My submission for the Xamarin.Forms + Cognitive Service Challenge

It is Challenge time! Another Xamarin.Forms Challenge has been announced.

It is Challenge time! Another Xamarin.Forms Challenge was announced on Monday April 20th. Developers where given a starter travelling app with some Cognitive Services functionalities which needed to get extended in some way. The ‘exact’ assignment was: “Extend this app with whatever functionalities you want. The crazier, the better. The world is your oyster, make it fun!”. Ok, let’s go!

In the week prior to the Challenge announcement, Gerald Versluis hosted 2 live coding sessions on his Twitch channel. In this live coding sessions he started developing the starter app for this Challenge. This way we could already get some intention in which direction this challenge was going. And Gerald also shared some new functionalities like Embedded Fonts, CarouselView and some more. On Monday the 20th Gerald announced the Challenge with an award worthy video. Now it was up to us to get to work and try to earn that Xamarin Swag! 😊

Pre-challenge goals

This is always the worst least nice part of creating/extending an app without any clear instructions: what shall I develop? Any tips from Gerald or Matt: The crazier, the better. The world is your oyster, make it fun… Ok so I can do whatever I want. Let’s think of some cool new Xamarin (or Azure) techniques that I wanted to try out for some time, but didn’t get the time for so far. So here’s the list of things I wanted to try out:

  • Xamarin.Forms MediaElement: how easy is it to create a video background? And how well performant will this be?
  • Xamarin.Plugin.SharedTransitions: Steven showed this nice image transition/animation (f.e. when navigating to a details page) on the .NET Conf: Focus on Xamarin event last month (read more on this on my previous blog post). How easy is this Plugin to use and in which scenario’s can you use this?
  • Xamarin.Forms Shell: on every Xamarin event there is a lot of talk around this ‘new‘ Xamarin.Forms Shell thing. How easy can we convert an existing app to a Xamarin.Forms Shell app? And what are the benefits of Xamarin.Forms Shell?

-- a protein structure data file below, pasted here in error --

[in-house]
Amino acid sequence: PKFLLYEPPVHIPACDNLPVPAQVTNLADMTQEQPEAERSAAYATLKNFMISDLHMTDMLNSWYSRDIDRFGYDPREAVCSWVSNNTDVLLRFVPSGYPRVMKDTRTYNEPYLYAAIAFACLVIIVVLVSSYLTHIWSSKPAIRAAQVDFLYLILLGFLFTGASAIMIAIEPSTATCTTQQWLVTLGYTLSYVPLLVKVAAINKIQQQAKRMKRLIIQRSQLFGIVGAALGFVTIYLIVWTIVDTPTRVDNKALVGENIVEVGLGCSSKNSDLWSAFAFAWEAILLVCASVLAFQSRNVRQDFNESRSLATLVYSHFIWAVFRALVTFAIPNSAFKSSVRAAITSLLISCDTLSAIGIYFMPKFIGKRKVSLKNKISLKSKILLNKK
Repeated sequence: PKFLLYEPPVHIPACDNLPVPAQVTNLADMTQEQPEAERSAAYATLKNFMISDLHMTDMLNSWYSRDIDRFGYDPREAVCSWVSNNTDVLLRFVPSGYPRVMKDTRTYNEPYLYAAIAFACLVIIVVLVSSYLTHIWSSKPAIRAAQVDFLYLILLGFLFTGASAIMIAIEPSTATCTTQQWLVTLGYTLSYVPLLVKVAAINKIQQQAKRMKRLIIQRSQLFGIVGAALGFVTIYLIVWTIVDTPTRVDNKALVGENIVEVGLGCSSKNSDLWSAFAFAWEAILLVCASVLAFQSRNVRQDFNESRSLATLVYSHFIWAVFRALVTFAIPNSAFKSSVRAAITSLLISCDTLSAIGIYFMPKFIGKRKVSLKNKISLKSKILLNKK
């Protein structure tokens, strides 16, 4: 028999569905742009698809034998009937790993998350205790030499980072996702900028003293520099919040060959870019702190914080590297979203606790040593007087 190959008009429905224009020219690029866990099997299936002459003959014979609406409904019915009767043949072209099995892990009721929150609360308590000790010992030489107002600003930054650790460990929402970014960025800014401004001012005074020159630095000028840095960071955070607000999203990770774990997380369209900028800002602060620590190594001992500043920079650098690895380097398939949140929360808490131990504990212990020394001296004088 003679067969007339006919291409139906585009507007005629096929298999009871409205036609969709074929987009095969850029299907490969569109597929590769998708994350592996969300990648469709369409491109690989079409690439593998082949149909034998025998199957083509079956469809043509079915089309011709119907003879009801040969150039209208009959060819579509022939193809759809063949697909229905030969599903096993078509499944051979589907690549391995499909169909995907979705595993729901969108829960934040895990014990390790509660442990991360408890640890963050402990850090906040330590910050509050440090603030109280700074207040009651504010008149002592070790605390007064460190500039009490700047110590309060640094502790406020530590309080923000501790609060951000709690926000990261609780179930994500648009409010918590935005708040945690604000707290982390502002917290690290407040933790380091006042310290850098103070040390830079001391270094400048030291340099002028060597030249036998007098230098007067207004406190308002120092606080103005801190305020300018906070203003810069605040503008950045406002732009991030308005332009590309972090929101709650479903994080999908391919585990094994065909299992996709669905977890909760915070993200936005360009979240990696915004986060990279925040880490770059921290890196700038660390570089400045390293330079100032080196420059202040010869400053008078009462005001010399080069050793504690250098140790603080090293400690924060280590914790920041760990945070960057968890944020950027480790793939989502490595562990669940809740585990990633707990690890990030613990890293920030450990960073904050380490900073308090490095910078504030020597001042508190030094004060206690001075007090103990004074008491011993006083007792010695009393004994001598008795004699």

• Azure Cognitive Services Face-service: how well can Azure detect your emotion in an image? And what else can Azure detect from a picture of your face?

App idea/story

With all these new techniques, we need to blend this into a proper app idea. What if we can create a list of desired destinations. We get some inspiration/idea’s/imaginary of that destination and we can check via a selfie which destination make us happy the most? This way we use the Face-service. We can re-use the Bing Image Search Service. We can also add an image/transition to the details page. Now only a video background on the main page and convert the app to Xamarin.Forms Shell and we have checked all our pre-challenge goals! Ok that sounds like a plan 😊.


First thing is to be able to create a destination and let the Bing Image Search Service find 3 images of the given destination. With a simple PromptDialog we can enter our destination and with Akavache we can store our destination to make it more persistent. We can re-use the image carousel from the main page to show the image result from Bing on a newly created details page. Nothing new here yet, but some movement of existing code and using Akavache, which feels like my second nature.

Xamarin.Forms MediaElement

Now let’s use the new Xamarin.Forms MediaElement to add a video background on our main page and replace the existing image carousel. First thing is to find a proper, and more important a license free, video file. I’ve found some options, first thing to add these files to my Android project. But where do I add these? Luckily there is a sample app for this (which can be found here)! 😊 For Android add the files to Resources/raw folder and set Build Action to AndroidResource. For iOS add the files to the Resources folder and set the Build Action to BundleResource.

Don’t forget to add the MediaElement_Experimental flag, which now can be added in your shared code via Xamarin.Forms.Device.SetFlags(new string[] { "MediaElement_Experimental" }); in our App.xaml.cs, instead of on each Platform just before the Xamarin.Forms.Forms.Init(); call.

Since it is a background video we need to be able to play this video directly, let it loop once finished and don’t show any playback buttons or whatever. Luckily for me there where properties for all this requirements: AutoPlay="True" IsLooping="True" ShowsPlaybackControls="False"